FIG. 3 schematically represents the bottom face of the printhead 220 as seen following the direction of arrow A represented in FIG. 2. The printhead 220 carries a number of nozzles 300. In this case the head carries 500 functioning and active nozzles. In this case the nozzles are forming 2 columns, each column carrying 250 functioning and active nozzles. Not all nozzles are represented on FIG. 3: only the 2 ends of the printhead are represented. The nozzles are the printing elements, and as such define the swath height of the printhead. The swath height is the length L represented in FIGS. 2 and 3 taken along the X axis or medium advance direction which corresponds to the maximum width of a swath printed by the printhead when the printhead moves along the Y direction or scanning direction. If all nozzles of the printhead are functional and active, the swath height corresponds to the distance separating the extreme nozzles on both end of the printhead along the X axis. It should be noted that the swath height would be smaller if one or more nozzles situated at an extreme end of the printhead are malfunctioning or inactive. It should also be noted that the printhead typically comprises nozzles in excess towards the ends 221, 222 of the printhead to be able to shift the zone of active nozzles towards one end or the other for calibration purposes (this particular aspect of the calibration is not discussed here). The swath height is typically varying from one printhead to another. The swath height may be determined for a particular printhead by measuring directly the height of a swath printed by the printhead.

In this particular embodiment, the advance mechanism is typically non perfect, having for example a non perfect radius and having its rotation axis not necessarily corresponding to its geometrical axis. In theory, rotation of the drive roller of a determined angle alpha should cause an advance of the medium of a distance of alpha multiplied by the radius of the roller. This is however dependent on the rotation axis and radius variation defaults of the drive roller, as well as on the type of medium used (the type of medium having indeed an influence on the friction between the drive roller and the medium, which has itself an influence on the actual transmission of the force causing the displacement). The characteristic of the roller corresponding to the functional relationship between the input, in this case the rotation angle, which may be controlled by an encoder, and the output, which is the corresponding displacement of the medium, is in theory a straight line. The defaults of the system mean however that the real characteristic does normally not correspond to the expected one and should be measured and be specific to a type of medium and to a specific printer. There are known manners of measuring this characteristic, for example by printing one line using a particular nozzle of the printhead, advance the medium by rotating the drive roller by a known angle, and thereafter print another line using that exactly same nozzle. The distance between the two lines being measured, it corresponds to the medium advance, which can then be associated to the angle to build the characteristic of the mechanism. It should be noted that the measurement of the distance between the two lines is made along the X axis, which is no the scan axis of the printer, so that such a measurement cannot be directly made using a scanner scanning along the scan axis. This means that such a measure implies turning the paper around, or measure using a sensor which is not scanning along the scan axis.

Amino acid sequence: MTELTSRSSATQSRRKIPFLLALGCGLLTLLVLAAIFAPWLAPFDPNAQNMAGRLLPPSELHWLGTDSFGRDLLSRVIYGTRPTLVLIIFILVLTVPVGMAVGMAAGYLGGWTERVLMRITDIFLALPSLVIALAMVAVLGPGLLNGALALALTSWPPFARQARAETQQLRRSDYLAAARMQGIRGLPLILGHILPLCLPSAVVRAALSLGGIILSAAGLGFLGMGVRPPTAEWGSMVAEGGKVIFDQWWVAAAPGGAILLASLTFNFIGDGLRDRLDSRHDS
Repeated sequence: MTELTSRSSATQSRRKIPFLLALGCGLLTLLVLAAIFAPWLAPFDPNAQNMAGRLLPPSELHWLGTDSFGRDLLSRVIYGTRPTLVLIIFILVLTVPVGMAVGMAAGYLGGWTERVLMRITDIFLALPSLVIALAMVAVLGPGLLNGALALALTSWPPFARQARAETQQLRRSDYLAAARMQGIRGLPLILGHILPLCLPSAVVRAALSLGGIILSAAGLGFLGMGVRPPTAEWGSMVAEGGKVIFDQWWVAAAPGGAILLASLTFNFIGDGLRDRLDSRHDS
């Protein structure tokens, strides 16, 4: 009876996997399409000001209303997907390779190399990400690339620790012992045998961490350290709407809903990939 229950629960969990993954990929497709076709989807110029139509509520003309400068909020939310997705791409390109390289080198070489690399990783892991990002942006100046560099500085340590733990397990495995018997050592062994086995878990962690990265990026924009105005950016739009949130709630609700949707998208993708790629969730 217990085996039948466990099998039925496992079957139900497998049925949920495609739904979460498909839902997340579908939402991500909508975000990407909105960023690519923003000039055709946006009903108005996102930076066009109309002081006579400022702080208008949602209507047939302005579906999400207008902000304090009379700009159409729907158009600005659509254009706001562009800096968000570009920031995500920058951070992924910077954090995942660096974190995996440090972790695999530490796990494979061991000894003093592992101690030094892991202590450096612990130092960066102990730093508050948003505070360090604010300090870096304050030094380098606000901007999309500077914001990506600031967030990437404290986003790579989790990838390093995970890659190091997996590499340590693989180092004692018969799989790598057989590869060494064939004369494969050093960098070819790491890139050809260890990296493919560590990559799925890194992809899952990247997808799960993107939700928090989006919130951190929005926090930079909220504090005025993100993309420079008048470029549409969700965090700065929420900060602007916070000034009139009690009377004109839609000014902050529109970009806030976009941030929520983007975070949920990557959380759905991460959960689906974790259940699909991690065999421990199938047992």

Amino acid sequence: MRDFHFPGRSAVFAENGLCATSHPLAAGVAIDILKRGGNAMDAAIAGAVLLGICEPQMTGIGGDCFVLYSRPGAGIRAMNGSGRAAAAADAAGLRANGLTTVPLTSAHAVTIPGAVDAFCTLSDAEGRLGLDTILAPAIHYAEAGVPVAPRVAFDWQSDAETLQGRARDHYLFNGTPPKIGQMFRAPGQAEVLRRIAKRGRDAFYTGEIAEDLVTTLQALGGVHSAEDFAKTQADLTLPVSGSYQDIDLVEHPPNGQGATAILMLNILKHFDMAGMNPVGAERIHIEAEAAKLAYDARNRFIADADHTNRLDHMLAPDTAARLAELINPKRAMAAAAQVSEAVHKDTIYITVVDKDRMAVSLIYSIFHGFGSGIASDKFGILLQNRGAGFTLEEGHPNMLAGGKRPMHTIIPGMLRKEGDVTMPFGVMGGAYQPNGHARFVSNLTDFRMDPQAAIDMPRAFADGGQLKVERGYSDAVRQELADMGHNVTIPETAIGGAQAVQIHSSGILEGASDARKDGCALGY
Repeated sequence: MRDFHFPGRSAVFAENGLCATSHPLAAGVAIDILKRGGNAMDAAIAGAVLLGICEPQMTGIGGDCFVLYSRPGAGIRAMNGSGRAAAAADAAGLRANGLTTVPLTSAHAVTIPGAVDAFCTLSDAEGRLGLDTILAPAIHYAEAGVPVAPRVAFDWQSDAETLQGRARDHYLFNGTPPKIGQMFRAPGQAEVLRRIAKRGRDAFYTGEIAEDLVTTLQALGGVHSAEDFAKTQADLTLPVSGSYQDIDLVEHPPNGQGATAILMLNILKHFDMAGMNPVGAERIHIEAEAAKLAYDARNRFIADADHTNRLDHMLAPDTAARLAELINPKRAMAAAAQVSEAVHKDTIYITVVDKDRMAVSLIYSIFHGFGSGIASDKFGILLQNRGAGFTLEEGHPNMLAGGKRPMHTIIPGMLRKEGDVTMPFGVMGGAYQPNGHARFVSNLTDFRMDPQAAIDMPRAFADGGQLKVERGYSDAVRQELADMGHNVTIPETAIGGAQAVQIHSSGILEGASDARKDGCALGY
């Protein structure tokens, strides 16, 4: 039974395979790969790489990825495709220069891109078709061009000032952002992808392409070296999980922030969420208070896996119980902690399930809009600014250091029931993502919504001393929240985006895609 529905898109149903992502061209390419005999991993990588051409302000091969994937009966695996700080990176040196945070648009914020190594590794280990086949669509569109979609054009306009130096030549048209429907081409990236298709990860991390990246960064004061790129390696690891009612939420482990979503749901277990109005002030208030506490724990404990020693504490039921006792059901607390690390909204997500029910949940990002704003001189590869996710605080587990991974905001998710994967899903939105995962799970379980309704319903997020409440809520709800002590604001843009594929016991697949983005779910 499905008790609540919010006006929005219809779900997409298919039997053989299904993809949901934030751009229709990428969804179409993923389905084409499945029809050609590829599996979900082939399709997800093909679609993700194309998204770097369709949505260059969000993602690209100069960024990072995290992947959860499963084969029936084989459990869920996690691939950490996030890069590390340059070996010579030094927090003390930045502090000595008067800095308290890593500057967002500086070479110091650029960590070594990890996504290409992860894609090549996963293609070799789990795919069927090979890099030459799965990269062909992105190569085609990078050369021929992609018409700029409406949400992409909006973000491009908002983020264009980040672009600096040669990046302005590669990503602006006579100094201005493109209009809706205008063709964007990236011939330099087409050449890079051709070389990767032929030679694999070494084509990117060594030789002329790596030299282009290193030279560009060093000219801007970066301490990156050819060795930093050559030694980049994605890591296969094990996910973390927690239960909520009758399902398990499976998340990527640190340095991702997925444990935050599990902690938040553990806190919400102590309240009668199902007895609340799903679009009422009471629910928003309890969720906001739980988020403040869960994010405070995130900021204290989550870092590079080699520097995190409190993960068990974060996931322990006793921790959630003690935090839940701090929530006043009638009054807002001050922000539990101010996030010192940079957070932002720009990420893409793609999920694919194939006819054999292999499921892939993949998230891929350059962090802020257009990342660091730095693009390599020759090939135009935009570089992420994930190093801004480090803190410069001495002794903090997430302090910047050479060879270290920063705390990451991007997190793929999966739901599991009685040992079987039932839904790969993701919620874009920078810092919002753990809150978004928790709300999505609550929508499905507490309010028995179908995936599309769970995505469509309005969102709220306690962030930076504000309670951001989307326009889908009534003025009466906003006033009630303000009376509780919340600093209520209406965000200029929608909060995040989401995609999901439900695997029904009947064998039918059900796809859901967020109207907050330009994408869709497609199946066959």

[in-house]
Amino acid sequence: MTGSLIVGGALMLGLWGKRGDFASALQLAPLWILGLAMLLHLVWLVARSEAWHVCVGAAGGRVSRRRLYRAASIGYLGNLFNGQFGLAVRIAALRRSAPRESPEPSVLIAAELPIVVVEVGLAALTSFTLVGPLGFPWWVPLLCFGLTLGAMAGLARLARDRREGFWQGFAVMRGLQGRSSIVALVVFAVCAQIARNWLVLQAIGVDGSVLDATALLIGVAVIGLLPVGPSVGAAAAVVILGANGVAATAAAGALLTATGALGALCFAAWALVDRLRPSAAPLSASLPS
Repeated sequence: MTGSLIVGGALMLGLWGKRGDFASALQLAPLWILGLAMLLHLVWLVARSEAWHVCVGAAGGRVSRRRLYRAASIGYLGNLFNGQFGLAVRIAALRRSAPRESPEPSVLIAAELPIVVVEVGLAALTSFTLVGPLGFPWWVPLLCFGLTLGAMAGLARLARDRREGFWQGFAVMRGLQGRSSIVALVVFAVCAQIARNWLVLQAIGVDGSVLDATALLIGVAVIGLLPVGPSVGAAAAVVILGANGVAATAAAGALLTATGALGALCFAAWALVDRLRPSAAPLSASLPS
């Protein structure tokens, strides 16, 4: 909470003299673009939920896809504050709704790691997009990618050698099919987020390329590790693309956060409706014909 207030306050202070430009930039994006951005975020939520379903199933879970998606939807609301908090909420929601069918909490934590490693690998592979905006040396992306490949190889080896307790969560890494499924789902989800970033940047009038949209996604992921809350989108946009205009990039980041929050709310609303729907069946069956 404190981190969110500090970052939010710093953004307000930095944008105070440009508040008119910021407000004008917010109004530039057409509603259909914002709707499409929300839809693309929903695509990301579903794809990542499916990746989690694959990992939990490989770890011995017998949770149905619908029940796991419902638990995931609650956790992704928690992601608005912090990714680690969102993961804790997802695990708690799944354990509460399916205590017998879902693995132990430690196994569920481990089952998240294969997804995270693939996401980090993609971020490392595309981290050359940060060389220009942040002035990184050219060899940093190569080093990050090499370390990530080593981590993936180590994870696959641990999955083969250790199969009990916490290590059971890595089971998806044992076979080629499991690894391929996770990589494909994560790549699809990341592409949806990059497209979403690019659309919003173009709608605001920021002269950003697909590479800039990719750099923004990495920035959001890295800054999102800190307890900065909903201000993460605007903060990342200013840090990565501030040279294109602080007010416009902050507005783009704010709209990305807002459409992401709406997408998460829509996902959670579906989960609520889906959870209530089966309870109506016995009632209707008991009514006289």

The characteristic may also be estimated statistically by measuring the characteristic for example as above for a large number of rollers, and take the average of the population as estimated characteristic.